#17: Podcast episode #2, No one cares about your opinion, Hot hand and Sunken cost fallacies


Expanding on the newsletter format a bit. My new UX Career podcast episodes are getting their own spot. Also, decided to go back to sharing interesting things I find around the web. A while ago, this was one of the main sections, but it started feeling like a chore when I was pulling several links in each newsletter issue. Didn’t feel right. Now, I will be adding this section only if something stood out to me. I consume a lot of information and the vast majority of it is not worth the cognitive load =) I’ll see how it goes this time. My goal is not to keep you informed of the latest week’s news, but rather learn something that I find valuable, deep, and profound.

In addition, next week, I am starting a journey of becoming a certified accessibility specialist. The training should take 2-3 months, and then the exam. I want to keep a log of what I’m learning and will likely be sharing these along the way.

[UX Career podcast]

Episode #2: Q&A with Mark Wilson

Mark is the UX director at a Vancouver-based digital agency TTT Studios. Mark shares his story, his thoughts on how to stand out from others and his 15-page resume, what makes a good portfolio and resume, the future of the UX design job, switching careers, and a lot more.

Listen to episode 2

Previous episodes

#1: Q&A with Joyce Logan

[From around the web]

Valuable insights about design critiques and what kinds of questions critics should ask to provide more value to the designer.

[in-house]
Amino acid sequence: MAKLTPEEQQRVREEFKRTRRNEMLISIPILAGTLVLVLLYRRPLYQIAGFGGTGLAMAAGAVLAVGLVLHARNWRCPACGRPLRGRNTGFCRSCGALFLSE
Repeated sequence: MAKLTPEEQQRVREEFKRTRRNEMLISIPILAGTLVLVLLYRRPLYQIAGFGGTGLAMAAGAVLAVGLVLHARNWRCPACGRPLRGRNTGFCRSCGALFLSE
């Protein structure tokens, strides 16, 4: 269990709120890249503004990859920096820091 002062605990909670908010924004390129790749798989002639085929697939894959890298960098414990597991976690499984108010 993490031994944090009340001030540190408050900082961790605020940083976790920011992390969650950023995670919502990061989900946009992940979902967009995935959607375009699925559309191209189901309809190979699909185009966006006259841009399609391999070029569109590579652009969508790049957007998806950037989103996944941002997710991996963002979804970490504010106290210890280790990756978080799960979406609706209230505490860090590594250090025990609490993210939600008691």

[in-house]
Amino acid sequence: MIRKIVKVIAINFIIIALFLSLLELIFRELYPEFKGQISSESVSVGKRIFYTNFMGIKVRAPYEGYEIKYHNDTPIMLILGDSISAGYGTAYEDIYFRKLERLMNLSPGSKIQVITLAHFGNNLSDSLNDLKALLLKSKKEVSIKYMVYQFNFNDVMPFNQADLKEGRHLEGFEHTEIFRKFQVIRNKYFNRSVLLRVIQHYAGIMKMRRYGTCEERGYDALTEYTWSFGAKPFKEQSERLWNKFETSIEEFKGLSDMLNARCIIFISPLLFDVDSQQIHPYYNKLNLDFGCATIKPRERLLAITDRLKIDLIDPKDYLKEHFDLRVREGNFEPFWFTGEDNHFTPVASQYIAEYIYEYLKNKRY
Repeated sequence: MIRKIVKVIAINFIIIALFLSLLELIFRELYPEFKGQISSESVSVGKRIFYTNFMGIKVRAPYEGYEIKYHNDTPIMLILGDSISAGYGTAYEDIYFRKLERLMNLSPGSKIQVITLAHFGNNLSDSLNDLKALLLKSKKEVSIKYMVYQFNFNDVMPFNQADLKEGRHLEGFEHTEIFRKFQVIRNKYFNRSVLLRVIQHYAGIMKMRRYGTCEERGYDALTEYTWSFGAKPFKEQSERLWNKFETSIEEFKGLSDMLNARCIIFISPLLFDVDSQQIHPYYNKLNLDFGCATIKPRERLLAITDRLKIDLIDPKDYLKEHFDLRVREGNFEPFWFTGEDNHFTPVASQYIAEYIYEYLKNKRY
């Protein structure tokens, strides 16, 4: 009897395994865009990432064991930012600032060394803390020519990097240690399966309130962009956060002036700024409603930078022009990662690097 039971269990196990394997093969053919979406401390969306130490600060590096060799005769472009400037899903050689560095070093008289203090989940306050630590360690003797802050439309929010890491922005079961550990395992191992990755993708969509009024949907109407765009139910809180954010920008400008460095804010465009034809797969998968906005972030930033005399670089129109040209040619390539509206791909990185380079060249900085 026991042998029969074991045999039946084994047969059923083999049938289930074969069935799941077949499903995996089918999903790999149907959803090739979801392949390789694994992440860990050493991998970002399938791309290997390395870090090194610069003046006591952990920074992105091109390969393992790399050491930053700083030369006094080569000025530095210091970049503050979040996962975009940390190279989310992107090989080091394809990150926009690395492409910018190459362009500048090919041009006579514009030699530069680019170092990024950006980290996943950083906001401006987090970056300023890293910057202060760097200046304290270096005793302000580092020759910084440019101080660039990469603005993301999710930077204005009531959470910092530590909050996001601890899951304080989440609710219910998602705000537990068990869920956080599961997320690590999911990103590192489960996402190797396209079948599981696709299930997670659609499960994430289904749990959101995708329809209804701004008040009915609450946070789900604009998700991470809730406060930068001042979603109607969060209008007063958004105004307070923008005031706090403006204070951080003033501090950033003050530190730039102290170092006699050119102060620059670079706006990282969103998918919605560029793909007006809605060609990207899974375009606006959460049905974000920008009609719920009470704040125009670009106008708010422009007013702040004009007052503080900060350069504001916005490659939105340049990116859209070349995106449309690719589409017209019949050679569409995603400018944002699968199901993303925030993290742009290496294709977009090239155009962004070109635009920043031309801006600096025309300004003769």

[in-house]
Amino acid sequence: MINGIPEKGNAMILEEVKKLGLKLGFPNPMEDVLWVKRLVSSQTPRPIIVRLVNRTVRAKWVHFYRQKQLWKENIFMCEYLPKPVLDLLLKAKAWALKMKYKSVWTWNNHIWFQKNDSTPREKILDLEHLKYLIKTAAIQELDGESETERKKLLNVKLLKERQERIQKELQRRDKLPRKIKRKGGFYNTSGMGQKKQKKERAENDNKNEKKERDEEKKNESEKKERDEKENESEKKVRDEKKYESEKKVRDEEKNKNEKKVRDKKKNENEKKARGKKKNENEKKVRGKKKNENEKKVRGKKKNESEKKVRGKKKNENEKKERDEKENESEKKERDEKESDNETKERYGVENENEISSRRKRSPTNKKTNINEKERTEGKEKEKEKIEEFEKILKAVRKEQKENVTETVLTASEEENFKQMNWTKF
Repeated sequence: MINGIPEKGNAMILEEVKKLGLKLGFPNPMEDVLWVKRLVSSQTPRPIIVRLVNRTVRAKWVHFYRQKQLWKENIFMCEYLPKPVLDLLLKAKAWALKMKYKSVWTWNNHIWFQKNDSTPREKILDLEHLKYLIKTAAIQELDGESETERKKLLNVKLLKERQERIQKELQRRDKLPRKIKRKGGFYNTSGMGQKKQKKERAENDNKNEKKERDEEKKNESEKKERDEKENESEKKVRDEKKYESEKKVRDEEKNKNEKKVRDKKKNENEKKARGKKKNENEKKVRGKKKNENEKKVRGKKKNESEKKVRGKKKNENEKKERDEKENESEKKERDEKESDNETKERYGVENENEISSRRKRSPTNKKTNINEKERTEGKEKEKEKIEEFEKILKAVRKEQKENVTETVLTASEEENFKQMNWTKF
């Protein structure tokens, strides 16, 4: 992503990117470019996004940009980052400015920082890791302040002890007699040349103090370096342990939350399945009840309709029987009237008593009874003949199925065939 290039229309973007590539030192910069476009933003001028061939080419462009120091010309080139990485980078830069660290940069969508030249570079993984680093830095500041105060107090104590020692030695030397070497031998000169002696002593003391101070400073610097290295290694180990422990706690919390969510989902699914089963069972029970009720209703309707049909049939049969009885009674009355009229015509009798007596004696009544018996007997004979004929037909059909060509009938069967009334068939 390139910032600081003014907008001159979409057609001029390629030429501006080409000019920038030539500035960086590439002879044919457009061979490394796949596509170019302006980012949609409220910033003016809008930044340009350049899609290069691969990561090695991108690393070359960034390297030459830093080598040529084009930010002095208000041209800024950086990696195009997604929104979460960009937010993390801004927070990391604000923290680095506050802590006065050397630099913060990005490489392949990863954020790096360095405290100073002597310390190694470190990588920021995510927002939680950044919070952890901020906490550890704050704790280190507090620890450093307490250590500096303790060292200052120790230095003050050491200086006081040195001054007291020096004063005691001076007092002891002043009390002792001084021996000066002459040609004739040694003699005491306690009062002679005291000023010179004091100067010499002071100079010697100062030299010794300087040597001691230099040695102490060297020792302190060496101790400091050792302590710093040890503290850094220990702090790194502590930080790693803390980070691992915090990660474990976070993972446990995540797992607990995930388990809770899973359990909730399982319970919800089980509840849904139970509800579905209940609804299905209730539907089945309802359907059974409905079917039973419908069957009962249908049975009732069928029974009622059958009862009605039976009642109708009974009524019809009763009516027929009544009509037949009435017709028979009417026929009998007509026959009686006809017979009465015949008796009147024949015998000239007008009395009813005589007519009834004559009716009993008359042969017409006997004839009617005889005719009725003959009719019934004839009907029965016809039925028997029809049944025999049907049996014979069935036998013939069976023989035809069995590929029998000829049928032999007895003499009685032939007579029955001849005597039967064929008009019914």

Stakeholder: I’d like to see that banner to the top — that will be better.

Designer: I agree that we believe this information is what’s most important to customers — is that where you are coming from?

Designer: This design also accounts for the fact that we require them to give us some data inputs first, so I need that to come first in the flow. But here’s what I hear you saying: “How might we either remove the need for that data entry, or draw more attention to the banner?” Is that right?

No one cares about your opinion 🔗.

[Cognitive biases]

Hot hand fallacy

People tend to think that a person who experiences a successful outcome has a greater chance of success in further attempts.

This is a very interesting one. Think of a basketball game. There is often a perception that the player who has been scoring a lot of points earlier in the game will keep doing so later in the game, aka being on a roll, aka winning streak. Frankly, I recall having similar thoughts when watching games. This was considered a cognitive bias for a long time (starting in the 1985 “Hot Hand in Basketball” paper).

Here is a twist… Apparently, there is some newer evidence (2003 and later) showing that this is indeed true (at least, in some sports) 😯 A good illustration that the scientific community is still learning about how our brains work. The curious idea here is that previous success can change a person’s attitude, confidence in themselves, which can reduce the anxiety and calm the nerves, and impact the future success rate. A lot of this depends on the mental state 🧠

Sunk cost fallacy

The more time/resources a person invests into an idea/endeavour the more attached they become.

Yesss… This is one of the most common problems in the startup world. After pouring a ton of time and money into their idea, it is getting harder and harder to accept the fact that their enterprise has failed and you need to move on. This fallacy leads many people to keep “throwing good money after bad”, refusing to believe that their startup is dead in the water.

There are a lot of examples from many industries - utility companies being overly reluctant to terminate economically unviable nuclear plant projects, people buying tickets to a game that they realize they are not enjoying, but still staying till the end, or continuing watching a bad movie till the end even though you are wasting your time (this happened to me a few times 🙃)

Disclaimer: All opinions are my own. They don’t represent any of my current or previous employers’ views.




Photo Credit: Markus Spiske from Pexels